Goodwin

CHARLESTON -- A federal judge has extended a temporary restraining order against Bayer CropScience until March 28.

U.S. District Judge Joseph R. Goodwin, in his five-page order filed Wednesday, is blocking the company from restarting production of the potentially dangerous methyl isocyanate chemical at its Institute plant.

Goodwin also has rescheduled a hearing to look at the possibility of a longer injunction for 9 a.m. March 21. The hearing was originally scheduled for Friday.

The judge said he wants to hear from a court-appointed expert before deciding whether the company should be allowed to resume production of MIC, according to his order.

Sam Mannan, a chemical engineer from Texas A&M University, was appointed to do the job. Goodwin, in his order Wednesday, has ordered Mannan to provide the court and all parties with a full written report by March 14.

His duties, according to Goodwin's order, include:

* "Physically inspect those portions of the Bayer CropScience (Bayer) facility in Institute, West Virginia, that he deems relevant to this matter;"

* "Physically inspect the documents and electronically stored information that he deems relevant to this matter; and"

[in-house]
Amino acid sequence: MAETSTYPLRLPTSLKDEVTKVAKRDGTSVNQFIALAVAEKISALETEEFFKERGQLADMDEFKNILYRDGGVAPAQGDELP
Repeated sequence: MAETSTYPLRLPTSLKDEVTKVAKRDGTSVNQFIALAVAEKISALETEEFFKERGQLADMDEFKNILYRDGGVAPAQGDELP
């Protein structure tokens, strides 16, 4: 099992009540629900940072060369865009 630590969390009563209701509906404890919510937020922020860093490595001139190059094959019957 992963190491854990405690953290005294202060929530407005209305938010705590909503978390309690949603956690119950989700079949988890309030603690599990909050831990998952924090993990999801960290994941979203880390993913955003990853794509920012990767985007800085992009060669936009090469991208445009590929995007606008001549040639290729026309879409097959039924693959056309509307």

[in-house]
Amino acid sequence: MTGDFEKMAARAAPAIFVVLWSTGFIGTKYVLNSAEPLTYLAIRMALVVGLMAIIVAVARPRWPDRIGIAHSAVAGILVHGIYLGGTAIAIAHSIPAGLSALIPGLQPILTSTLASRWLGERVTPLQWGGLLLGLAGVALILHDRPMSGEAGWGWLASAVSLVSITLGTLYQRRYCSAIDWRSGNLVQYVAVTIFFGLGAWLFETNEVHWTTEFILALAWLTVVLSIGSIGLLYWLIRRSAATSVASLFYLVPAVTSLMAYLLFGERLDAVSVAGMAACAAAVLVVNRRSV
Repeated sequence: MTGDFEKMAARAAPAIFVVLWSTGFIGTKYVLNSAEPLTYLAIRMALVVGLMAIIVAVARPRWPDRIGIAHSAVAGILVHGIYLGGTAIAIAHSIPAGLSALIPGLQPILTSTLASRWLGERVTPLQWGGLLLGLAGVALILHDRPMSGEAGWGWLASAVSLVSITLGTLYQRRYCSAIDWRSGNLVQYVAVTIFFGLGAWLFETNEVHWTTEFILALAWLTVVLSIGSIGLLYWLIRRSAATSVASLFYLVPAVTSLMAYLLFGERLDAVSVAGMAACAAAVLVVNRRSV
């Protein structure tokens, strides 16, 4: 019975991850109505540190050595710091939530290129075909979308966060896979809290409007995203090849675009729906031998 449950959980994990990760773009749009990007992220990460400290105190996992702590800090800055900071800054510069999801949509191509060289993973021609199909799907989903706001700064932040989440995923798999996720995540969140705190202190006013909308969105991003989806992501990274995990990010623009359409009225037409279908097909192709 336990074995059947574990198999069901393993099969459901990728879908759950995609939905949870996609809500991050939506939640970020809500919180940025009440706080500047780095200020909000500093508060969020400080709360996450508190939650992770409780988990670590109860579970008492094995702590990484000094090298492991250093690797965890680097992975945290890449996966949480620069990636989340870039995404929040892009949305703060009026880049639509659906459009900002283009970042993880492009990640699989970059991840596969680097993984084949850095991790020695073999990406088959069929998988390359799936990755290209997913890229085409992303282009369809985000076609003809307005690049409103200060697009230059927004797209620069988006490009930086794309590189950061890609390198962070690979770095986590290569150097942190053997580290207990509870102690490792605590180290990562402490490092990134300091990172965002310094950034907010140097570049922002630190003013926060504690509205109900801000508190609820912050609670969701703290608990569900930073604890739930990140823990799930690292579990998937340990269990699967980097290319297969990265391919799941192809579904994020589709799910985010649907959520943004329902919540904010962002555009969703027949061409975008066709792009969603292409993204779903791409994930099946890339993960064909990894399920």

* "Perform any other necessary inspection or investigation he deems necessary."

Last week, lawyers for Bayer tried to convince Goodwin that the Institute plant is safe and that its MIC unit should be allowed to resume production.

On Friday, the lawyers gave the judge copies of two reports by a Bayer consultant who, they said, concluded the unit met federal requirements.

However, the same day, the U.S. Chemical Safety Board wrote to the federal Occupational Safety and Health Administration and the U.S. Environmental Protection Agency, advising them to conduct more thorough inspections of the unit before it is restarted.

The board's chairman warned in the letters that records in the lawsuit indicated the company hadn't completed a number of safety precautions.

Goodwin filed his original temporary restraining order prohibiting Bayer from making the MIC chemical on Feb. 10.

The judge issued his three-page order at the request of the 16 residents, some of whom live near the Institute Industrial Park.

In it, he wrote, "Given the limited record, including limited evidence of the defendant's history of safety violations, misrepresentations to the public, and multiple accidents and chemical leaks, and in light of the fact that the court has not had the opportunity to conduct a preliminary injunction evidentiary hearing, I FIND that the plaintiffs are likely to suffer irreparable harm in the absence of this temporary relief."

MIC was produced at the site through the end of August 2010, when the unit was shutdown to allow the construction work associated with completing the MIC safety enhancement project that was announced in 2009. It was expected to start back up last week.

MIC also was involved in a 1984 leak from a former Union Carbide plant in Bhopal, India. The leak killed thousands and sickened even more.

From Legal Newsline: Reach Jessica Karmasek by e-mail at jessica@legalnewsline.com.

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